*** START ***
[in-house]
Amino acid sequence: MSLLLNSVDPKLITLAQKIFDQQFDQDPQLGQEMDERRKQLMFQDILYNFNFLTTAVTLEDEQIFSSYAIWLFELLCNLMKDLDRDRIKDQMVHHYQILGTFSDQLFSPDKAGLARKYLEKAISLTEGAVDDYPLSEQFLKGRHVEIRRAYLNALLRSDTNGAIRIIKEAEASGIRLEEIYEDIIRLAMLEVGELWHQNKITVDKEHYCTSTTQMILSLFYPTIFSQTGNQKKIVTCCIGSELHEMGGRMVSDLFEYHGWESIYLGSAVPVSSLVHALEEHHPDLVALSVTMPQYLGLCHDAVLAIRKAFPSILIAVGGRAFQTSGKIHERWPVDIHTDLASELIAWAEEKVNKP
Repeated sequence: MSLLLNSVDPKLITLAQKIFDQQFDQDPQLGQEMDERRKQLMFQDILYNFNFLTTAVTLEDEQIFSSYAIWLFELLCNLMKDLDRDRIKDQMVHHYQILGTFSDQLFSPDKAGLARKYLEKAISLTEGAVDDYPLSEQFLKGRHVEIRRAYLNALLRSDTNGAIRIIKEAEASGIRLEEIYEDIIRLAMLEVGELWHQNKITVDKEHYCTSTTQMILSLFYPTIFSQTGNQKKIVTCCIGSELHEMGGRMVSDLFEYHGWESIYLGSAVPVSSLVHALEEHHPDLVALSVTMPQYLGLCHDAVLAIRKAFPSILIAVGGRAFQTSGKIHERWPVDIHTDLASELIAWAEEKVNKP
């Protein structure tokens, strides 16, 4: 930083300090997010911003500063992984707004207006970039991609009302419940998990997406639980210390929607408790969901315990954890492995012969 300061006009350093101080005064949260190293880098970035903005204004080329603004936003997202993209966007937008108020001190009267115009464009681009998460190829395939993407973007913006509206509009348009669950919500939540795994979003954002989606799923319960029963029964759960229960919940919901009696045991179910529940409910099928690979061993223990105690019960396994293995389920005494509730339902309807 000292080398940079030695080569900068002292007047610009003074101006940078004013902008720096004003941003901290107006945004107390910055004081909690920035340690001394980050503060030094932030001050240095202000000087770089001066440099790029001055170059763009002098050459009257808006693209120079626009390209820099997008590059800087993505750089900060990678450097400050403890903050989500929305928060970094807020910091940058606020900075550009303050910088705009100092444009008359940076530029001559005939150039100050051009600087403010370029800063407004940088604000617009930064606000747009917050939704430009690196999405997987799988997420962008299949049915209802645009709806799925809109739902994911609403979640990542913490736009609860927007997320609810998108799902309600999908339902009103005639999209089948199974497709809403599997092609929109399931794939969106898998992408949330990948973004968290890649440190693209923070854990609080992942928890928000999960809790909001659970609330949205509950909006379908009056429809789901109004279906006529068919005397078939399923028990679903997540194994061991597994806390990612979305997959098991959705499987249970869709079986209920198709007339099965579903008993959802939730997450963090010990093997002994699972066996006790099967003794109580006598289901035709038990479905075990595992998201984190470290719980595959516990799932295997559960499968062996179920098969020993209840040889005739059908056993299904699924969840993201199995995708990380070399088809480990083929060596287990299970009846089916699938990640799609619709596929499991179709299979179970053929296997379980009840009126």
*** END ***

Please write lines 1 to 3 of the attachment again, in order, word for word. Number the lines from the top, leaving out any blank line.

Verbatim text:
[in-house]
Amino acid sequence: MSLLLNSVDPKLITLAQKIFDQQFDQDPQLGQEMDERRKQLMFQDILYNFNFLTTAVTLEDEQIFSSYAIWLFELLCNLMKDLDRDRIKDQMVHHYQILGTFSDQLFSPDKAGLARKYLEKAISLTEGAVDDYPLSEQFLKGRHVEIRRAYLNALLRSDTNGAIRIIKEAEASGIRLEEIYEDIIRLAMLEVGELWHQNKITVDKEHYCTSTTQMILSLFYPTIFSQTGNQKKIVTCCIGSELHEMGGRMVSDLFEYHGWESIYLGSAVPVSSLVHALEEHHPDLVALSVTMPQYLGLCHDAVLAIRKAFPSILIAVGGRAFQTSGKIHERWPVDIHTDLASELIAWAEEKVNKP
Repeated sequence: MSLLLNSVDPKLITLAQKIFDQQFDQDPQLGQEMDERRKQLMFQDILYNFNFLTTAVTLEDEQIFSSYAIWLFELLCNLMKDLDRDRIKDQMVHHYQILGTFSDQLFSPDKAGLARKYLEKAISLTEGAVDDYPLSEQFLKGRHVEIRRAYLNALLRSDTNGAIRIIKEAEASGIRLEEIYEDIIRLAMLEVGELWHQNKITVDKEHYCTSTTQMILSLFYPTIFSQTGNQKKIVTCCIGSELHEMGGRMVSDLFEYHGWESIYLGSAVPVSSLVHALEEHHPDLVALSVTMPQYLGLCHDAVLAIRKAFPSILIAVGGRAFQTSGKIHERWPVDIHTDLASELIAWAEEKVNKP